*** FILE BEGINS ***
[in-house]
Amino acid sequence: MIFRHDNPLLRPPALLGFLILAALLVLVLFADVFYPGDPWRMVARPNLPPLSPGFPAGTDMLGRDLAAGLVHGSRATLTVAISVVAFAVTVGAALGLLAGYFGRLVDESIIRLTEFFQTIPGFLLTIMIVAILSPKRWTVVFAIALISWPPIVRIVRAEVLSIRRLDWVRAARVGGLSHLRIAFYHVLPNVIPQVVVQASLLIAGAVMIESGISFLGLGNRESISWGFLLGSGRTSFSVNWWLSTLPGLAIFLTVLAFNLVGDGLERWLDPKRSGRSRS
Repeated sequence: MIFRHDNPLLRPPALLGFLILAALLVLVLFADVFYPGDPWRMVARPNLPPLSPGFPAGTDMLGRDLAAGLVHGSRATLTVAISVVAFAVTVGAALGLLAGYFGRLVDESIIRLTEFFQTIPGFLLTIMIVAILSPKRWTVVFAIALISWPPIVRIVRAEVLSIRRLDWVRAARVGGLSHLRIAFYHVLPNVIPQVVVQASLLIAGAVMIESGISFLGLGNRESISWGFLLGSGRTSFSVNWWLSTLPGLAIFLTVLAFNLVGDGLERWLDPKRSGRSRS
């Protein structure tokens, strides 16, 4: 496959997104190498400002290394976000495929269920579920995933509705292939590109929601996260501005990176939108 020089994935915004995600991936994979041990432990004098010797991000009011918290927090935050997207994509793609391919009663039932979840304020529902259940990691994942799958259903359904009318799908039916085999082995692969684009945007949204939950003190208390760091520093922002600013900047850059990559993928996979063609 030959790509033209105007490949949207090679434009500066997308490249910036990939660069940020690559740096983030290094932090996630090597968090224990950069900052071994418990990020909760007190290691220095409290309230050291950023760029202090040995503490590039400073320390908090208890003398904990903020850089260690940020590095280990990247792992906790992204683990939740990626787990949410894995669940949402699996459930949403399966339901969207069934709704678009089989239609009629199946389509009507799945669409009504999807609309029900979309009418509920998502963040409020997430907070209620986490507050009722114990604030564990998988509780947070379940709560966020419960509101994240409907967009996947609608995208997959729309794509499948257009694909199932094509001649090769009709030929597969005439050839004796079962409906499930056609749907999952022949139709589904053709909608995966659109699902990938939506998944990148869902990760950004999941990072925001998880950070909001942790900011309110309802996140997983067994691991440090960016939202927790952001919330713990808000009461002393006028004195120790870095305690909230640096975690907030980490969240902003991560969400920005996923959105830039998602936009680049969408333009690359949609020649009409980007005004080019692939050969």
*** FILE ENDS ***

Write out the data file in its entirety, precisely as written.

[in-house]
Amino acid sequence: MIFRHDNPLLRPPALLGFLILAALLVLVLFADVFYPGDPWRMVARPNLPPLSPGFPAGTDMLGRDLAAGLVHGSRATLTVAISVVAFAVTVGAALGLLAGYFGRLVDESIIRLTEFFQTIPGFLLTIMIVAILSPKRWTVVFAIALISWPPIVRIVRAEVLSIRRLDWVRAARVGGLSHLRIAFYHVLPNVIPQVVVQASLLIAGAVMIESGISFLGLGNRESISWGFLLGSGRTSFSVNWWLSTLPGLAIFLTVLAFNLVGDGLERWLDPKRSGRSRS
Repeated sequence: MIFRHDNPLLRPPALLGFLILAALLVLVLFADVFYPGDPWRMVARPNLPPLSPGFPAGTDMLGRDLAAGLVHGSRATLTVAISVVAFAVTVGAALGLLAGYFGRLVDESIIRLTEFFQTIPGFLLTIMIVAILSPKRWTVVFAIALISWPPIVRIVRAEVLSIRRLDWVRAARVGGLSHLRIAFYHVLPNVIPQVVVQASLLIAGAVMIESGISFLGLGNRESISWGFLLGSGRTSFSVNWWLSTLPGLAIFLTVLAFNLVGDGLERWLDPKRSGRSRS
């Protein structure tokens, strides 16, 4: 496959997104190498400002290394976000495929269920579920995933509705292939590109929601996260501005990176939108 020089994935915004995600991936994979041990432990004098010797991000009011918290927090935050997207994509793609391919009663039932979840304020529902259940990691994942799958259903359904009318799908039916085999082995692969684009945007949204939950003190208390760091520093922002600013900047850059990559993928996979063609 030959790509033209105007490949949207090679434009500066997308490249910036990939660069940020690559740096983030290094932090996630090597968090224990950069900052071994418990990020909760007190290691220095409290309230050291950023760029202090040995503490590039400073320390908090208890003398904990903020850089260690940020590095280990990247792992906790992204683990939740990626787990949410894995669940949402699996459930949403399966339901969207069934709704678009089989239609009629199946389509009507799945669409009504999807609309029900979309009418509920998502963040409020997430907070209620986490507050009722114990604030564990998988509780947070379940709560966020419960509101994240409907967009996947609608995208997959729309794509499948257009694909199932094509001649090769009709030929597969005439050839004796079962409906499930056609749907999952022949139709589904053709909608995966659109699902990938939506998944990148869902990760950004999941990072925001998880950070909001942790900011309110309802996140997983067994691991440090960016939202927790952001919330713990808000009461002393006028004195120790870095305690909230640096975690907030980490969240902003991560969400920005996923959105830039998602936009680049969408333009690359949609020649009409980007005004080019692939050969």